Ron is the son of Naomi (Martin) and Vaughn Waynant (1916-1978) of Sabillasville. Ron attended Sabillasville Elementary School and Thurmont High School, graduating with the class of 1958. His mother taught at Sabillasville Elementary School from 1931-1971. She passed away in 2012 at the age of 101.

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Ron Waynant celebrates receiving ASLMS award with his sister, Deb Lego, and his daughter Marcia Patchan.

 

Will there be enough water to survive? Thirsty Land is an exciting new documentary that tells the story of drought, its impact on agriculture, communities, and the global food supply.

Two Frederick production companies are collaborating to produce this film. Frederick County filmmaker, Conrad Weaver, is already well-known for his award-winning documentary The Great American Wheat Harvest. His work with farmers and harvesters has led him to turn the focus of his company, Conjostudios LLC, exclusively to agriculture, and now he’s focusing on the drought that’s strangling our landscape.

“Those of us living East of the Mississippi River very rarely think about the amount of water we use. That’s why this story needs to be told! The drought in the American West ultimately impacts all of us, and I want to make the audience think about it every time they take a drink of water, enjoy a shower, or water their lawn,” said Weaver.

Weaver recently collaborated with Archai Media in Frederick to provide production support for the documentary project. Sam Tressler with Archai Media has taken on the responsibilities of Director of Photography for the film that takes the team across the country from the Central Plains to the Central Valley of California.

“I’m excited to be involved in this important project,” said Tressler. “Working with Conrad and helping him capture the story has taken us to some of the most beautiful parts of this country. I’m really looking forward to helping to bring this film to the big screen.”

Weaver is excited to have Archai Media involved, “Tressler’s experience and expertise in shooting in High Resolution 4K is what really made it exciting for me to collaborate with Archai Media. It’s been fun so far to have him along and capturing the story; he’s making my job so much easier,” said Weaver.

Production on the project began in April and will continue throughout the summer and fall months. The film is scheduled for completion in spring 2016. Weaver plans on a Frederick premiere screening once the project is completed. To see the film’s trailer, visit www.thirstylandmovie.com.

For more interview requests and for more information on the making of the film, contact Conrad Weaver at 301-606-7794 or email conjostudios@gmail.com.

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Sam Tressler (left) and Conrad Weaver (right) look over the dry California landscape on a recent trip.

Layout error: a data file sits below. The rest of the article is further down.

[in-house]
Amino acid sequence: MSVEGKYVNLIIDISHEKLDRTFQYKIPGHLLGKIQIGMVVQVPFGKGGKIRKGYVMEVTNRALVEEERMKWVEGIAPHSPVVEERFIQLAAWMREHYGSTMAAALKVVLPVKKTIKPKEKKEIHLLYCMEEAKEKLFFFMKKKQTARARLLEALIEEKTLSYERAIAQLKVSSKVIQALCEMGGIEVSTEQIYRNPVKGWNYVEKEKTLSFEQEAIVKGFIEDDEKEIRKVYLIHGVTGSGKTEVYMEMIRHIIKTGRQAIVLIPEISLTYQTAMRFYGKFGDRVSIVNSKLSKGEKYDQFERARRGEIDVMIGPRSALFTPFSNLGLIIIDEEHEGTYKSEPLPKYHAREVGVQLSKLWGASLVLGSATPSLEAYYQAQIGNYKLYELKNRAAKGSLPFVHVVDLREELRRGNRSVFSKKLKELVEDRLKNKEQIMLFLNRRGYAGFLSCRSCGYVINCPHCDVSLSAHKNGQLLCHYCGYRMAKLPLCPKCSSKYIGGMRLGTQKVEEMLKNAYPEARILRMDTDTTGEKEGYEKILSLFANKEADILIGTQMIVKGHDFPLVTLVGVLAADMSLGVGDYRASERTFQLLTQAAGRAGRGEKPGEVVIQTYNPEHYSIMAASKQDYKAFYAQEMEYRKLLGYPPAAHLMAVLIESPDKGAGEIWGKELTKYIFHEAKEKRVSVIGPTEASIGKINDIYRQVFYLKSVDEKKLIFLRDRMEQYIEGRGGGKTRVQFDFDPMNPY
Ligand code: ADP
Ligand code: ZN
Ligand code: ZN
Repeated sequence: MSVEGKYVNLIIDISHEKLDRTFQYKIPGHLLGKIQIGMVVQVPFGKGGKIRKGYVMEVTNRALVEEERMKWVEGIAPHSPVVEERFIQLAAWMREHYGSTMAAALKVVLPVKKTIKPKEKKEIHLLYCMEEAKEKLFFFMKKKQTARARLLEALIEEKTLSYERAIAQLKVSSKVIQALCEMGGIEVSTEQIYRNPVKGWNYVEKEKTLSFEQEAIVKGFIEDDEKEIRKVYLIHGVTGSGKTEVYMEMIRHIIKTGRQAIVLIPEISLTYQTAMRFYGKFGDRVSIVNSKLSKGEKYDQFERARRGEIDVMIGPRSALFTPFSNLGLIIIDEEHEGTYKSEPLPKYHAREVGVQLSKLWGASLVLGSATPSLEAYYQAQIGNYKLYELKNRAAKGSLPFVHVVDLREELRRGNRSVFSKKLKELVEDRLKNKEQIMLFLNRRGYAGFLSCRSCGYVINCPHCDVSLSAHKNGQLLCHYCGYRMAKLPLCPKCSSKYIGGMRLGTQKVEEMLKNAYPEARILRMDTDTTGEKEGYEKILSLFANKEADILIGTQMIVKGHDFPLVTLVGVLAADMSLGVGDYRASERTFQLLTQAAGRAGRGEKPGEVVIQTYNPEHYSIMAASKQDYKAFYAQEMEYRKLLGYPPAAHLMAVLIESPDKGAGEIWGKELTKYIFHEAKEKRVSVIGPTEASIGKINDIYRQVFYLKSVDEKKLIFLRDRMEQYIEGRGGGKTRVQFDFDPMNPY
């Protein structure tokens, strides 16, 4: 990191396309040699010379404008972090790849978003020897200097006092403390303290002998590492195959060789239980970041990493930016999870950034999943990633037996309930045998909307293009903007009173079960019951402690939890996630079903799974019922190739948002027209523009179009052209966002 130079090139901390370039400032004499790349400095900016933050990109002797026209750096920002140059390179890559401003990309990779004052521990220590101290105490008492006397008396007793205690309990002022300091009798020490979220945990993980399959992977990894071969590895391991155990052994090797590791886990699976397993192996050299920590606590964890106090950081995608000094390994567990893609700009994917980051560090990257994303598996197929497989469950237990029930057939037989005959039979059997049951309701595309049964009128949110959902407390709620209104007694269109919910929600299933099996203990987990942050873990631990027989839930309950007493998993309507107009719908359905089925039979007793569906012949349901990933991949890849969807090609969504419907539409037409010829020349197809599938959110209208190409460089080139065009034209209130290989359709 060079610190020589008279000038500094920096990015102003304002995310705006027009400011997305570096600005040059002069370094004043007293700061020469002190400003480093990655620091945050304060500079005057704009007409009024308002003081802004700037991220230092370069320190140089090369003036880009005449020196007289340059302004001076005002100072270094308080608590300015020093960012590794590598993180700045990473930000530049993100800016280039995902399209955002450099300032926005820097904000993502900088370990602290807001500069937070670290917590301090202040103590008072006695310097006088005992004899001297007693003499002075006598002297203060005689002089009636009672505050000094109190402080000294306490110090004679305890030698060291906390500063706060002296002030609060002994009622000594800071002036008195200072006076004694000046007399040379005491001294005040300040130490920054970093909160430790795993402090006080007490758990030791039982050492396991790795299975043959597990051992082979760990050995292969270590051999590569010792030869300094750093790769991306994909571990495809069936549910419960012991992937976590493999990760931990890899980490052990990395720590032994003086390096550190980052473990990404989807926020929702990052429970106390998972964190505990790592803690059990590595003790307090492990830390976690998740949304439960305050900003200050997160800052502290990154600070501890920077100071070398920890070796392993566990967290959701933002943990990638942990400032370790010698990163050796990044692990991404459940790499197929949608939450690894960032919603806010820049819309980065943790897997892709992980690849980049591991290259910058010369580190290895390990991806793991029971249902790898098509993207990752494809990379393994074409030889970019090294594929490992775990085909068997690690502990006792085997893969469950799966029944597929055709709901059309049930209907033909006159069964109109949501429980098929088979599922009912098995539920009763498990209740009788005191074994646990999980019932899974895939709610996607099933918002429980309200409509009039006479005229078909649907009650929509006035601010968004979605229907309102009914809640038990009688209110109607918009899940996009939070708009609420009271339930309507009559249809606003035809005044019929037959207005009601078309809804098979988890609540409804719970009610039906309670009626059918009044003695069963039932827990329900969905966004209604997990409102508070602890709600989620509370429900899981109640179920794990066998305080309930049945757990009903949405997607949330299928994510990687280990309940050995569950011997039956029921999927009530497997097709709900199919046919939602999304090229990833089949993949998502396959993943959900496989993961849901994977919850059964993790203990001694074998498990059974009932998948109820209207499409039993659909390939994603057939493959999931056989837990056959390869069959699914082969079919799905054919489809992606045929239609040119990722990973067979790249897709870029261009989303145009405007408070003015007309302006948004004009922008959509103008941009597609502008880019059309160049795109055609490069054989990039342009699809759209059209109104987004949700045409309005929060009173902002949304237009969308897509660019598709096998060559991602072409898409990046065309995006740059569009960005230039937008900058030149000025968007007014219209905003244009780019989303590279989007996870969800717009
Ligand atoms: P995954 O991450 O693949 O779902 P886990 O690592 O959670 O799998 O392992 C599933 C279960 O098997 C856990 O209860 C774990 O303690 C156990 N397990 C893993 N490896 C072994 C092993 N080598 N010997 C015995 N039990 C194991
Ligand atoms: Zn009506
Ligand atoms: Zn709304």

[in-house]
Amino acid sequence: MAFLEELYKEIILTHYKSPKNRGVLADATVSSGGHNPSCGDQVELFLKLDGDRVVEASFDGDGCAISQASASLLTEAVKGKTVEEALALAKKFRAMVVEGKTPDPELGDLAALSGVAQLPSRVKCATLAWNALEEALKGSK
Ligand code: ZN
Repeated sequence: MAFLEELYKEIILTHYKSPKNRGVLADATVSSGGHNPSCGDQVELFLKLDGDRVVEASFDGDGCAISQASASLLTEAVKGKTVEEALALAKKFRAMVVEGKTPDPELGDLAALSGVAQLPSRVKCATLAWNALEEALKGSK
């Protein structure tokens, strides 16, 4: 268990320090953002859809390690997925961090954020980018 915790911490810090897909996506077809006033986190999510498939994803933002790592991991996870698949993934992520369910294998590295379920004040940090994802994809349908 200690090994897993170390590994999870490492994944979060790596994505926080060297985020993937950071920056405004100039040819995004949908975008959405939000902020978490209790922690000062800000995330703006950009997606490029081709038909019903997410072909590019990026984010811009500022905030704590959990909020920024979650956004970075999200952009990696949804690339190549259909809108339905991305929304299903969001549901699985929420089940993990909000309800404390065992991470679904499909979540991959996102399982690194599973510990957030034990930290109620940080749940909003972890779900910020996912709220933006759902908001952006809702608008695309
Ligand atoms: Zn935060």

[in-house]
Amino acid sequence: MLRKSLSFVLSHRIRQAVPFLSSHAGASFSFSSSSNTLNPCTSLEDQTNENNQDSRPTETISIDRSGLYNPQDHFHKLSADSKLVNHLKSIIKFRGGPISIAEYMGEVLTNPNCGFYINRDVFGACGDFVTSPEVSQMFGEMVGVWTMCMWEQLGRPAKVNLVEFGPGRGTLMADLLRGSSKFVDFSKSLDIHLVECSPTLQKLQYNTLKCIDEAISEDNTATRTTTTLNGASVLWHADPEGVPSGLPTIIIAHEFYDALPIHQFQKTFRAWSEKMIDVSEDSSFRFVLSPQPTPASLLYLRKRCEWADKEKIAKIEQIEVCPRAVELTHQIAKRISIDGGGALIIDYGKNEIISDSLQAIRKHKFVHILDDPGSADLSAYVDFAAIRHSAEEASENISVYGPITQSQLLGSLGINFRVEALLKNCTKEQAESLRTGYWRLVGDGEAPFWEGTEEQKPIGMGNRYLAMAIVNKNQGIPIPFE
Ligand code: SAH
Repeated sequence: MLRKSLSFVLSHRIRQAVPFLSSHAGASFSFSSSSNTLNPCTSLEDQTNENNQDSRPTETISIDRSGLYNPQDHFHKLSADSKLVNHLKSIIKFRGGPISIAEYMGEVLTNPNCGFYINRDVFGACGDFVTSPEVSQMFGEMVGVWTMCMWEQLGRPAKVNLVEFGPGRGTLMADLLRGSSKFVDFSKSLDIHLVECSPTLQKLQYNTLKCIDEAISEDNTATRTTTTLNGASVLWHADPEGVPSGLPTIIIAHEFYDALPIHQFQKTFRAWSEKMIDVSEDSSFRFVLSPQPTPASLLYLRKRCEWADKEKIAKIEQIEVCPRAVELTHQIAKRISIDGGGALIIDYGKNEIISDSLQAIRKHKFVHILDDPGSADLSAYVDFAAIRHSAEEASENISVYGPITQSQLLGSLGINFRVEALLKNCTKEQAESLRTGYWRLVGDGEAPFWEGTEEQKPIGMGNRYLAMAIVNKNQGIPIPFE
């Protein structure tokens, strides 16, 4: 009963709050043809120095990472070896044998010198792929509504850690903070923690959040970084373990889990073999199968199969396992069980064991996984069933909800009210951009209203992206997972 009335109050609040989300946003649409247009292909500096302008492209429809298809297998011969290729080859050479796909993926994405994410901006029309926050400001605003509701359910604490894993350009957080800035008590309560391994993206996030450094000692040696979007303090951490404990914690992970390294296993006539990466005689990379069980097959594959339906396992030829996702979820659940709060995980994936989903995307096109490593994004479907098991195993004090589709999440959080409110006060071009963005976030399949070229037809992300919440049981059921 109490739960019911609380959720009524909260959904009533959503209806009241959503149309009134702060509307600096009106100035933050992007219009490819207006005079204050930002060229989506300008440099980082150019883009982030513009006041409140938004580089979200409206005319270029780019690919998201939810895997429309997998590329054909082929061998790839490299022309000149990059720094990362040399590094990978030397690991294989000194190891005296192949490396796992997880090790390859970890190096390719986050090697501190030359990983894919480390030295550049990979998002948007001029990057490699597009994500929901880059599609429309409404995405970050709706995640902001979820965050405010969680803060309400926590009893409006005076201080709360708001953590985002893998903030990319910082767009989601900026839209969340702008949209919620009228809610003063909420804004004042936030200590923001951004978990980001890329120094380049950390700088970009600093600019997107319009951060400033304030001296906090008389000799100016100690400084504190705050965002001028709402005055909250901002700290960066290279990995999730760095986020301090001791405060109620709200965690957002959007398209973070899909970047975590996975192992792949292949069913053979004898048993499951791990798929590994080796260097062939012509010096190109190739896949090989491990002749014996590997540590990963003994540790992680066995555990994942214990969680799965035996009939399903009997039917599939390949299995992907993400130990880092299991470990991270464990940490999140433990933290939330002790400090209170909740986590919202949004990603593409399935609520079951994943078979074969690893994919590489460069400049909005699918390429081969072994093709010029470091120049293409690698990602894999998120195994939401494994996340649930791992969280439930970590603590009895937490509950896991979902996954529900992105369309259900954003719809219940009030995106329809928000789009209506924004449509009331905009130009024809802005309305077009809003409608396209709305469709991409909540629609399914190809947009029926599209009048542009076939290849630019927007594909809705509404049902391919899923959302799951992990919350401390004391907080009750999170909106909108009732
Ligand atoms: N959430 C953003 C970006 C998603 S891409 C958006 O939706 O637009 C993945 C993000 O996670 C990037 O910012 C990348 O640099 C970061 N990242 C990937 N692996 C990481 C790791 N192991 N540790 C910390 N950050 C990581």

Deb Spalding

Emmitsburg’s Vigilant Hose Company hosted their 7th annual Spring Fling in the parking lot of Mount St. Mary’s University’s Waldron Family Stadium on May 16, 2015. In past years, the event has been described as our community’s version of a party at the beach; this year’s location was described as a community tail-gate party. No matter how you look at it, it’s a good time. During the event, some families host their family reunion; some pre-arrange gatherings of friends; some play cards or table games, others play corn hole, and still others relax and socialize. All the while, ticket jars and raffle drawings take place.

This year, a storm blew through towards the end of the event, causing many to leave early; however, those who stayed seemed to have a really good time. About those who stayed through the storm, event coordinator Gabe Baker said, “They were crazy and wet.”

The Spring Fling is Vigilant’s main fundraiser during the year. Thousands attend in hopes of winning a large amount of money. The event’s biggest prize award is $4,000, which you do not need to be present to win. This year’s lucky winner of the big jackpot was Warren Zentz. If you were a winner but did not receive your prize on-site, prizes have been mailed. If you did not receive yours, please email Vigilant’s President Tim Clarke at tclarke@vhc6.com. Ticket jar winners are encouraged to visit www.VHC6.org to view a list of winners. If you are a winner of an unclaimed ticket jar, please stop by the firehouse (call ahead at 301-447-2728 to make sure someone is there to help you) to claim your winnings or call Bill Boyd at 717-642-9717.

The Vigilant Hose Company would like to thank everyone who purchased a ticket or who volunteered, resulting in another successful Spring Fling. Volunteers work hard to set up and break down the event, gather and transport equipment, hand out food and beverages, sell tickets, and grill chicken. Good job to all!

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Sam Bigham is shown hoping for a big win at the Vigilant Hose Company’s annual Spring Fling, held on May 16, 2015.

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In the tent shown slicing meat are Vance Click, Herb Click, and Ed Wantz.

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Pictured are Dottie Davis with Shannon and Mike Wetzel.